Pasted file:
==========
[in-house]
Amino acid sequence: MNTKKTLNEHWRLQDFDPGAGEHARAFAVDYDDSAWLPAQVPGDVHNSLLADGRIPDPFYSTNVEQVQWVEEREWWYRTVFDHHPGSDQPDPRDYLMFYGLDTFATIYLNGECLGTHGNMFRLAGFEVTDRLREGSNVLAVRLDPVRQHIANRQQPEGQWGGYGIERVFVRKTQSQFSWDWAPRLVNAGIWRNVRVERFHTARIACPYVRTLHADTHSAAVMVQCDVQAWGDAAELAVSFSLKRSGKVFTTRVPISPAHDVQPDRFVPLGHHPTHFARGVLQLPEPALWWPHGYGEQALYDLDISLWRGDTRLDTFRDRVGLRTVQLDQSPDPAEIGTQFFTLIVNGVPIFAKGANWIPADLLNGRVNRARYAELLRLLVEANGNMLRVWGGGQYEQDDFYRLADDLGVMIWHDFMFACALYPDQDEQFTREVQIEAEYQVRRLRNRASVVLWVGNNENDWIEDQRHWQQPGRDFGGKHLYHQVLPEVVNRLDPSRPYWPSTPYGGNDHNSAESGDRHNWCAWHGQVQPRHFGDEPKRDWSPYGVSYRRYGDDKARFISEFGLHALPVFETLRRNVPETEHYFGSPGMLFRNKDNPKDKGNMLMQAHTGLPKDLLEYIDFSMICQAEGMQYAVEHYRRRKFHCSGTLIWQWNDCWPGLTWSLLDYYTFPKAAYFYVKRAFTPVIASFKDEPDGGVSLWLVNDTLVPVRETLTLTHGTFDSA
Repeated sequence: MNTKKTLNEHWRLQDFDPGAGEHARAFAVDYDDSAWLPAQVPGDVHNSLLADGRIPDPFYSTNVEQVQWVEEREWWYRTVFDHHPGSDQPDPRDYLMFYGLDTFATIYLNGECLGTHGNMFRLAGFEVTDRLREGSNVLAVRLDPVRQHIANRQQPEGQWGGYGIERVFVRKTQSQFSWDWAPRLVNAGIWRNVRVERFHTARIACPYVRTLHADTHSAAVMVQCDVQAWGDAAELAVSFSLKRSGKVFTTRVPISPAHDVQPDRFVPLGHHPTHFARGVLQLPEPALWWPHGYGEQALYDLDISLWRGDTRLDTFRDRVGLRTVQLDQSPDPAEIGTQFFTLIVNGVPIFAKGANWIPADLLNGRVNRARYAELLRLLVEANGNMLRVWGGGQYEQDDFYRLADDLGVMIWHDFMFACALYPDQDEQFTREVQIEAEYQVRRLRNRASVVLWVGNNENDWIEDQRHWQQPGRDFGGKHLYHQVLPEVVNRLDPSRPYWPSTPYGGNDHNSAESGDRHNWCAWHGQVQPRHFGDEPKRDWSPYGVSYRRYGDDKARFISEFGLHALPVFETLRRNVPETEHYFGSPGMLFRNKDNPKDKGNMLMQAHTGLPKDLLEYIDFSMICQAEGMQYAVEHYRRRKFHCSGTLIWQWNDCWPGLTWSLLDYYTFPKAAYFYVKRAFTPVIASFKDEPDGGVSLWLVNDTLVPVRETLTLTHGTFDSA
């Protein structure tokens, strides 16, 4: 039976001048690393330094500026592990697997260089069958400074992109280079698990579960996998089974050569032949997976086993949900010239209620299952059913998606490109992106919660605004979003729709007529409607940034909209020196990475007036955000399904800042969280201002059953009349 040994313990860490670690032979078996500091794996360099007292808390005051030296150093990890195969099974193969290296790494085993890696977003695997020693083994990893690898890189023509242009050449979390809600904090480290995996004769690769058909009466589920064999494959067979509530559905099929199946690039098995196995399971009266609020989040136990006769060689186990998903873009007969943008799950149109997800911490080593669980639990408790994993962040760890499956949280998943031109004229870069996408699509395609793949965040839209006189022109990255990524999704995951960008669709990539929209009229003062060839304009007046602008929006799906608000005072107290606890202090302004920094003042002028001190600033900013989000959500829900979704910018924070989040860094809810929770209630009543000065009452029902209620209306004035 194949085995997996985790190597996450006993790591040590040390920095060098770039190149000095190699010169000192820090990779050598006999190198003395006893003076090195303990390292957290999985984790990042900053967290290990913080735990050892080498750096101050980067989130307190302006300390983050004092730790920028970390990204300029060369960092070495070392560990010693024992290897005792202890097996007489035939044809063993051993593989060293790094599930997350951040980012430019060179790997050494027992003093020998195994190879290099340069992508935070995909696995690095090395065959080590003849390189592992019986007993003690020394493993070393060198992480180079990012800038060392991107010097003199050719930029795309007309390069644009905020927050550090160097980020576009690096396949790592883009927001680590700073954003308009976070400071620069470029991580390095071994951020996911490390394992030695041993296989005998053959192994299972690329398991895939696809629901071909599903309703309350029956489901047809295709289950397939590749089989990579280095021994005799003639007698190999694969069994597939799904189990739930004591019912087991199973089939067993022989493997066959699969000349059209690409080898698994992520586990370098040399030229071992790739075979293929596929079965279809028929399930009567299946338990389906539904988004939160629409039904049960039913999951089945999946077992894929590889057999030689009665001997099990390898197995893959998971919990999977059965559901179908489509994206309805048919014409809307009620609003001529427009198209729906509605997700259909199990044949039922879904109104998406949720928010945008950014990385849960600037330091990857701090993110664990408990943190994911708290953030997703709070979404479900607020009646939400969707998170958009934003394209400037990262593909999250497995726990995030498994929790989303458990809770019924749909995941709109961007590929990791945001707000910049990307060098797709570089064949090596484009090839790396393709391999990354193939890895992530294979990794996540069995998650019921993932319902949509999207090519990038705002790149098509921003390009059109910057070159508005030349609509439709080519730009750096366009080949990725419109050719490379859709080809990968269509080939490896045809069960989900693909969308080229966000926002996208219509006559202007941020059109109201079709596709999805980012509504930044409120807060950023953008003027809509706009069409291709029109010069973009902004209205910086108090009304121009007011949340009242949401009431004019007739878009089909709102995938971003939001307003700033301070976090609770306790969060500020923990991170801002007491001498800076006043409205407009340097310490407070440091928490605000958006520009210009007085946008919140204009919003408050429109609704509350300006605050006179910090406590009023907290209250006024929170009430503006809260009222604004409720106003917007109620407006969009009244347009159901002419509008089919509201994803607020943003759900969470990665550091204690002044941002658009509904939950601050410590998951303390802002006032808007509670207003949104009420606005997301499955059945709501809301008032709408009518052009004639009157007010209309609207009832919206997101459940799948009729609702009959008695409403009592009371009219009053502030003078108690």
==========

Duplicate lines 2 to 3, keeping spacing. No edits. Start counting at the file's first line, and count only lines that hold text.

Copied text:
Amino acid sequence: MNTKKTLNEHWRLQDFDPGAGEHARAFAVDYDDSAWLPAQVPGDVHNSLLADGRIPDPFYSTNVEQVQWVEEREWWYRTVFDHHPGSDQPDPRDYLMFYGLDTFATIYLNGECLGTHGNMFRLAGFEVTDRLREGSNVLAVRLDPVRQHIANRQQPEGQWGGYGIERVFVRKTQSQFSWDWAPRLVNAGIWRNVRVERFHTARIACPYVRTLHADTHSAAVMVQCDVQAWGDAAELAVSFSLKRSGKVFTTRVPISPAHDVQPDRFVPLGHHPTHFARGVLQLPEPALWWPHGYGEQALYDLDISLWRGDTRLDTFRDRVGLRTVQLDQSPDPAEIGTQFFTLIVNGVPIFAKGANWIPADLLNGRVNRARYAELLRLLVEANGNMLRVWGGGQYEQDDFYRLADDLGVMIWHDFMFACALYPDQDEQFTREVQIEAEYQVRRLRNRASVVLWVGNNENDWIEDQRHWQQPGRDFGGKHLYHQVLPEVVNRLDPSRPYWPSTPYGGNDHNSAESGDRHNWCAWHGQVQPRHFGDEPKRDWSPYGVSYRRYGDDKARFISEFGLHALPVFETLRRNVPETEHYFGSPGMLFRNKDNPKDKGNMLMQAHTGLPKDLLEYIDFSMICQAEGMQYAVEHYRRRKFHCSGTLIWQWNDCWPGLTWSLLDYYTFPKAAYFYVKRAFTPVIASFKDEPDGGVSLWLVNDTLVPVRETLTLTHGTFDSA
Repeated sequence: MNTKKTLNEHWRLQDFDPGAGEHARAFAVDYDDSAWLPAQVPGDVHNSLLADGRIPDPFYSTNVEQVQWVEEREWWYRTVFDHHPGSDQPDPRDYLMFYGLDTFATIYLNGECLGTHGNMFRLAGFEVTDRLREGSNVLAVRLDPVRQHIANRQQPEGQWGGYGIERVFVRKTQSQFSWDWAPRLVNAGIWRNVRVERFHTARIACPYVRTLHADTHSAAVMVQCDVQAWGDAAELAVSFSLKRSGKVFTTRVPISPAHDVQPDRFVPLGHHPTHFARGVLQLPEPALWWPHGYGEQALYDLDISLWRGDTRLDTFRDRVGLRTVQLDQSPDPAEIGTQFFTLIVNGVPIFAKGANWIPADLLNGRVNRARYAELLRLLVEANGNMLRVWGGGQYEQDDFYRLADDLGVMIWHDFMFACALYPDQDEQFTREVQIEAEYQVRRLRNRASVVLWVGNNENDWIEDQRHWQQPGRDFGGKHLYHQVLPEVVNRLDPSRPYWPSTPYGGNDHNSAESGDRHNWCAWHGQVQPRHFGDEPKRDWSPYGVSYRRYGDDKARFISEFGLHALPVFETLRRNVPETEHYFGSPGMLFRNKDNPKDKGNMLMQAHTGLPKDLLEYIDFSMICQAEGMQYAVEHYRRRKFHCSGTLIWQWNDCWPGLTWSLLDYYTFPKAAYFYVKRAFTPVIASFKDEPDGGVSLWLVNDTLVPVRETLTLTHGTFDSA